Damage to furniture is a much more difficult area, I think noble Lords will agree, than damage to property. Furniture can be put into a property in a very dilapidated condition and since the passing of the 1965 Act a large number of premises have been furnished in order to avoid the provisions of that Act, and it is the common experience of all people working in the housing field that a large number of landlords have put in very dilapidated furniture indeed. They have shoved in anything they couldget their hands on in order to get their premises outside the control of the previous Rent Act. There are already, therefore, a large number of furnished premises with poor to miserable furniture in them. Very rarely, if ever, is there — certainly in the cheaper rented accommodation — a schedule or list of furniture that was put in or what condition it was in when supplied by the landlord. Because furnished tenants have not been given security in the past, no furnished tenant has ever dreamt of taking his landlord to court to complain about the condition of the furniture. That is the quickest way known to anyone of getting oneself evicted from a property.

Furniture is not the same as the fabric of the property, and this Amendment seeks to distinguish between them and to make sure that the courts can evict people only if they have done two things: first, that the damage to the furniture was substantial (and the court would be under an obligation to see from the evidence that the substantial deterioration of the furniture had been caused by the tenant); secondly, and probably more important, the court — and this is Amendment No. 15 — will have to be of the opinion that such deterioration cannot in all the circumstances be compensated for by an award of damages. It is true to say that the court can at the present time award damages to the landlord rather than to evict the tenant. All that this Amendment seeks to do is to place the court under a statutory obligation to examine the possibility of awarding damages; in other words that it will not be possible for a court to say on hearing a case, "This is so bad, we will evict the tenant without more ado." They will have at least to consider in all the circumstances whether an award of damages will not be sufficient.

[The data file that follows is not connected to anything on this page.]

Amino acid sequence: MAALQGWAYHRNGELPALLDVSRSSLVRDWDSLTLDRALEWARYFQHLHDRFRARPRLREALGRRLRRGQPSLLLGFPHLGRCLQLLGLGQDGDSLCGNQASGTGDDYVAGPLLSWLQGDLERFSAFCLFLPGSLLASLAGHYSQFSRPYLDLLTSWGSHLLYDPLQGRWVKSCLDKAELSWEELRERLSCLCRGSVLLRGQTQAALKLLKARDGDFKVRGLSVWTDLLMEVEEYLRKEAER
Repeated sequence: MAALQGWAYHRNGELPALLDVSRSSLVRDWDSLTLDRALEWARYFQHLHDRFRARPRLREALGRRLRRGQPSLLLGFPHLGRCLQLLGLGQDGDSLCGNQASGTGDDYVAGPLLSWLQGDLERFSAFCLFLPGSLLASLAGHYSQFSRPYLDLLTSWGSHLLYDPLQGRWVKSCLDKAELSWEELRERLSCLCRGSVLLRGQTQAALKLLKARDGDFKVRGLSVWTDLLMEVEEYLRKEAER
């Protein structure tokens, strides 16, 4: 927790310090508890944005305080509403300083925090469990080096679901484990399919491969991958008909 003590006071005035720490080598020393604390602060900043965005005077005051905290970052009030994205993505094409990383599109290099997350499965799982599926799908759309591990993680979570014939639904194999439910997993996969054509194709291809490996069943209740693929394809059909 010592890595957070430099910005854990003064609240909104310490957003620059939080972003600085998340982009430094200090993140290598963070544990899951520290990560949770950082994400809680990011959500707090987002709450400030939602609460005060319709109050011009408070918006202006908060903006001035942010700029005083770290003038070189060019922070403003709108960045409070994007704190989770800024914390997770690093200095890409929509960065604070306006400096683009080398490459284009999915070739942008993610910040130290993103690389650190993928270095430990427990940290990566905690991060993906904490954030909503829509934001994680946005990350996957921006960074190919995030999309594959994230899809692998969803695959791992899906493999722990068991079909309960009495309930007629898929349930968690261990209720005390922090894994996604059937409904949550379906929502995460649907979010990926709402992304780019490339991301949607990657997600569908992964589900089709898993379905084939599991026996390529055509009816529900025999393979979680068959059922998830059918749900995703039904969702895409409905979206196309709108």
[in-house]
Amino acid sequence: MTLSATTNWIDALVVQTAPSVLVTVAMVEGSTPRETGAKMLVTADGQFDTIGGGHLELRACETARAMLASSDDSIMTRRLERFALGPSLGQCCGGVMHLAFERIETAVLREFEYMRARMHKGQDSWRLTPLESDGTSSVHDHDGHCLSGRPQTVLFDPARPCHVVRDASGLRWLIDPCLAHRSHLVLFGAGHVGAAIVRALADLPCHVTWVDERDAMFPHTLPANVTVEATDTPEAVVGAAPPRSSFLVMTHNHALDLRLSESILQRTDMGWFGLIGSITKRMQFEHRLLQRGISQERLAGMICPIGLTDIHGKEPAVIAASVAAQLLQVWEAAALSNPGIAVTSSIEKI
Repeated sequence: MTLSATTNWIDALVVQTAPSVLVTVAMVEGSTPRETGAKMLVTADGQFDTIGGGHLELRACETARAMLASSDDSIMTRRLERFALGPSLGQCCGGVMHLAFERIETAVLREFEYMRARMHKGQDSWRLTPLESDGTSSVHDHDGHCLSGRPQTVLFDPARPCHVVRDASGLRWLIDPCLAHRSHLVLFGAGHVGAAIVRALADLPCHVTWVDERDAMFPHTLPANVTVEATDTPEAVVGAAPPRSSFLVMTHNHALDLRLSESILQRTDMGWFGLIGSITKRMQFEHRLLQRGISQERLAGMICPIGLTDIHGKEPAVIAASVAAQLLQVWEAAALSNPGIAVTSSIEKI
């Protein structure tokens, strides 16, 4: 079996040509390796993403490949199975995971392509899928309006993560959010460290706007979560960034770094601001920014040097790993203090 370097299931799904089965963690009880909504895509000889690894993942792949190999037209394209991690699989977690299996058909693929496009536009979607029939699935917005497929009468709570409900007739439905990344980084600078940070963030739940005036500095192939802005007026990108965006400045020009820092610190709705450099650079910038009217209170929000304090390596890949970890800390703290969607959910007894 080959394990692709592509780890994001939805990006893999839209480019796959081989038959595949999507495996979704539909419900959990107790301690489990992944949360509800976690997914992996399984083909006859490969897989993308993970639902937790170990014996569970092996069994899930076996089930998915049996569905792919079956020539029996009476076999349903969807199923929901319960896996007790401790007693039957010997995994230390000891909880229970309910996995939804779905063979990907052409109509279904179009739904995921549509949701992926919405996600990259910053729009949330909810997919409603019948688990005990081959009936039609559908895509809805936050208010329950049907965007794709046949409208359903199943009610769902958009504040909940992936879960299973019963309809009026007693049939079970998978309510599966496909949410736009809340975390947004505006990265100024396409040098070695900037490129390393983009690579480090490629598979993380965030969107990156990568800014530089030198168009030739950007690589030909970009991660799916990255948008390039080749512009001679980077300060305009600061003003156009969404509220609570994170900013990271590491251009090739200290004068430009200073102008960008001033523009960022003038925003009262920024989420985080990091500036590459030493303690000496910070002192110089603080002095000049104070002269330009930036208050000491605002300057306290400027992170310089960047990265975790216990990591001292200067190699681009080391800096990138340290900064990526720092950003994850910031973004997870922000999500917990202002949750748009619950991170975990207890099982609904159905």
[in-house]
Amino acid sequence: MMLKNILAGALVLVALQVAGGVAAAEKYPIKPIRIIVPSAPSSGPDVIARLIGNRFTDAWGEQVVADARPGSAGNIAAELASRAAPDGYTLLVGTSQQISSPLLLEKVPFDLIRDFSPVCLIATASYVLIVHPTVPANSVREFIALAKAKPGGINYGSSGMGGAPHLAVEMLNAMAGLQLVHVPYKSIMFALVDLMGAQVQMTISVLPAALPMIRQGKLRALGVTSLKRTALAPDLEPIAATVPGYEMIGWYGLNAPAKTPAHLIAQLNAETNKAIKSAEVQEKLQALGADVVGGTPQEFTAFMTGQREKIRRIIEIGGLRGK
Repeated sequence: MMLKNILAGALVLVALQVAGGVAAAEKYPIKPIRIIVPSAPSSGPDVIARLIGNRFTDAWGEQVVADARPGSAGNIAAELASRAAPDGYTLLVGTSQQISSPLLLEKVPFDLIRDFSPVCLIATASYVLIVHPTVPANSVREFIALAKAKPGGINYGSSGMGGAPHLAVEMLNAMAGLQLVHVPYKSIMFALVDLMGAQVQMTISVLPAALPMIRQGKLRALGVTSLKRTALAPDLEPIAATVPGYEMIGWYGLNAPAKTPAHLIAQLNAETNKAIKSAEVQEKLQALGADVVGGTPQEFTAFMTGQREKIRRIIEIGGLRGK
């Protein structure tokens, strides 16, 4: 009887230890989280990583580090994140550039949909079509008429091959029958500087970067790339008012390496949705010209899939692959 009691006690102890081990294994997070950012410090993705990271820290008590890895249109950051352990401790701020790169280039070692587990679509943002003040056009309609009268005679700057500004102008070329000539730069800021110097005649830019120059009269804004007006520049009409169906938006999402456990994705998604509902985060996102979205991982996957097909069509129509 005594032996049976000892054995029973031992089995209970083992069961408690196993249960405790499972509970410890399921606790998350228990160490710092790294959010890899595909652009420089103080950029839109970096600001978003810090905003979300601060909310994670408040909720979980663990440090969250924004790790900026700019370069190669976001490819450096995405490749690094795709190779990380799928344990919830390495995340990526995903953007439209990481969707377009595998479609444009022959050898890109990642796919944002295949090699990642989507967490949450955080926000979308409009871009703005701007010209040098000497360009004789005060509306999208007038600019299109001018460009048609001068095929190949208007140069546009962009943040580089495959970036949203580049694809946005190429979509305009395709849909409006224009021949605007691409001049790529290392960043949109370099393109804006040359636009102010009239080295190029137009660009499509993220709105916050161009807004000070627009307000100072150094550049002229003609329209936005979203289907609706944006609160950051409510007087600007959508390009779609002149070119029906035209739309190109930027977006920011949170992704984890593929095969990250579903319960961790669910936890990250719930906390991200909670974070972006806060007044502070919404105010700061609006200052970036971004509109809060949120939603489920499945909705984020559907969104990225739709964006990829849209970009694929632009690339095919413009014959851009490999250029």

Given the distinction which I believe should be drawn between damage to the fabric of the property and damage to furniture and all the difficulties that can arise, and undoubtedly do arise over the sort of furniture which is provided, the condition it is in, whether or not the landlord has maintained it properly and who exactly is to blame for any deterioration anyhow, it is important to make sure that the court is under an absolute obligation to see whether it is possible to compensate for any damage in cash rather than by evicting the tenant from his home. I beg to move.


Before the noble Lord, Lord Shepherd, replies to these two Amendments, I wonder whether he could help me over this Schedule. I think I understand the reason why Case 3A has been added to Schedule 3 to the Rent Act. It is of course to make a comparable new case to the case for damage to the external fabric of an unfurnished tenancy. I wonder whether he would perhaps, in answering the two Amendments of the noble Lord, Lord Melchett, be able to indicate to us how he sees this Case working? My information is that already the courts find it very difficult to determine cases brought under Case 3 of Schedule 3 and in this new Case 3A would find it almost impossible. There would be required, before there was any letting, a complete inventory of what the house or flat contained, probably backed up with photographs so that everybody knew exactly what the condition of the property, the furniture and the fittings were when it was let if the landlord was going to bring a successful case under this new Case 3A. Because the fact would be that the landlord might say, "Well. the tenant has damaged the table" and the tenant would argue, "No, the table was damaged when I moved in". It will be impossible for a court to determine who is right in this respect.

The only people I can see who will benefit from Case 3A will be the valuers and, as one of them said to me, "It is good business for us because we shall be called in on every case." But I find it very difficult to believe that that was the intention of the Government when they included it. I hope they will explain how they would recommend someone to go about establishing the kind of necessary evidence that will be called for in Case 3A and perhaps they will explain whether they expect every landlord to undertake a complete inventory with photographs of the property, in order that everybody, landlord and tenant alike. can know exactly what they are getting.